Canadian Underwriter


May 1, 2001   by Sean van Zyl, Editor

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Speakers of an insurer/collision discussion panel hosted by the industry’s international education body I-Car at its recent Canadian national conference were provided with the stark theme of dealing with “reality”. On a particularly “realistic note” was the thick tension in the air of the predominantly auto bodyshop audience of which individuals at the various “refreshment breaks” expressed their view that insurance had become a “dirty word”.

However, the panel speakers from within the auto repair industry concurred that many of the financial problems experienced by bodyshop owners has less to do with relations with the insurance industry, and more to do with excessive competition and lack of national quality standards. Many of the speakers from both insurance and repair industry ranks agreed that the reality of the future depends on the implementation of a national accreditation program for repair shops – thereby setting quality service standards as well as appropriate fee/payment structures.

One of the biggest problems in the auto collision repair industry is the number of operators which currently stands at around 8,000 shops countrywide, with little distinction made between the “bodyshop” and the “collision center”, says Guy Bessette, executive vice president of Fix Auto “We have to move away from short-term thinking, the decisions we make today will decide the future.” With over 8,000 shops nationwide, it becomes extremely difficult for insurers to set appropriate fees for what ultimately their customers, namely policyholders, receive in service. “In some cases, insurers are paying ‘bodyshop prices’ for ‘collision center service’, and that’s because the [repair] industry doesn’t have a shop accreditation and quality measurement standard. We need a system to tell insurers what is happening within the shops.” Bessette is hopeful that, through industry initiatives underway, some form of a national shop accreditation program will be introduced by the end of this year.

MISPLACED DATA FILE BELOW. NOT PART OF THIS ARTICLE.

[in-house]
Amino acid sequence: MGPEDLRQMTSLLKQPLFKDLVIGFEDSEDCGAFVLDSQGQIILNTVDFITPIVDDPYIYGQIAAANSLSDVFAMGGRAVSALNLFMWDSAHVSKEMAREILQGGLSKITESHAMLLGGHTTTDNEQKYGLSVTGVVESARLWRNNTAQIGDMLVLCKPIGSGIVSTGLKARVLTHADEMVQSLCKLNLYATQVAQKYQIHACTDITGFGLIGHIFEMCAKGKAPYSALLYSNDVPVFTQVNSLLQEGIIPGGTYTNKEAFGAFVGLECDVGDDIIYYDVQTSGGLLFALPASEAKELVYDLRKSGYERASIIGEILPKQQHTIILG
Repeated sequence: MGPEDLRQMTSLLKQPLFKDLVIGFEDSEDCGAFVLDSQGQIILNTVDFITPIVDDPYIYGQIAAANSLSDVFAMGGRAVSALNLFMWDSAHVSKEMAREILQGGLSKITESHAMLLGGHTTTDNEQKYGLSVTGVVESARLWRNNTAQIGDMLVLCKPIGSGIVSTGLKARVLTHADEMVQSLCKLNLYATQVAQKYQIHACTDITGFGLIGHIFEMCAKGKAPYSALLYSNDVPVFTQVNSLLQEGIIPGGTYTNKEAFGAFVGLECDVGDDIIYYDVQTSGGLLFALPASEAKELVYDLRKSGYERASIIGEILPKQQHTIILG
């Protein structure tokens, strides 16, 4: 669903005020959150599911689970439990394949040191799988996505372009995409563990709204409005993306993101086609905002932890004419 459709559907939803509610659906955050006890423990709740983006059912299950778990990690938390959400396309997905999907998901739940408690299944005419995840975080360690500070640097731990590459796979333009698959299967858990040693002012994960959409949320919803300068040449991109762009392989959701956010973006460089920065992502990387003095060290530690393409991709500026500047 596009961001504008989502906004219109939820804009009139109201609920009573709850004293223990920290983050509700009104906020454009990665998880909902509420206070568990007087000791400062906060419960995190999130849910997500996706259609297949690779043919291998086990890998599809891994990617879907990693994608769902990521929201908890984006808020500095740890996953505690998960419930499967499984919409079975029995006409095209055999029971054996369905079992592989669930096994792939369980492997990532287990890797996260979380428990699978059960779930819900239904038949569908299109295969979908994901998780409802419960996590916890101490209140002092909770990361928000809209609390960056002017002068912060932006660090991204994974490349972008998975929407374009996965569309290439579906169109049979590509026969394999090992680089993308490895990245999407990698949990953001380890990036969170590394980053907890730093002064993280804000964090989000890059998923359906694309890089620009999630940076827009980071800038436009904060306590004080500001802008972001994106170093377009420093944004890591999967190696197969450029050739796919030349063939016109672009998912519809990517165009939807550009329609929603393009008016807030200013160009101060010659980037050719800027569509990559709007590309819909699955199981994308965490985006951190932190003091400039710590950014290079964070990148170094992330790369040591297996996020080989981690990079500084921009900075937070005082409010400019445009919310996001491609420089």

First contact

The average auto claim takes around 13 days to settle, which beyond the initial policyholder/broker or insurer contact, the consumer spends the majority of this time dealing with the repair shop, observes Sam Malatesta, vice president of marketing and insurance relations at CARSTAR Automotive Canada. “Regardless of how the customer came to the repair shop, research [by CARSTAR] shows that ultimately the consumer holds the insurer responsible for service quality.”

As such, Malatesta points out that the “quality of service” factor has significant bearing on the relationship between the collision industry and insurers. Repair shops set the quality, and insurance companies rely on their claims handling partners to ensure that the chain of service, and therefore client retention, is not broken, he adds. “Service [standards] are a concern to insurance companies…we have to help insurers remain profitable, without the insurance industry we don’t live.”

Bessette backs this argument, pointing out that, “we’re afraid to talk about profit in this industry”. If the collision repair industry hopes to achieve desired returns on business, it has to cultivate partnerships, and creating greater transparency of the nature of the business.

Attracting talent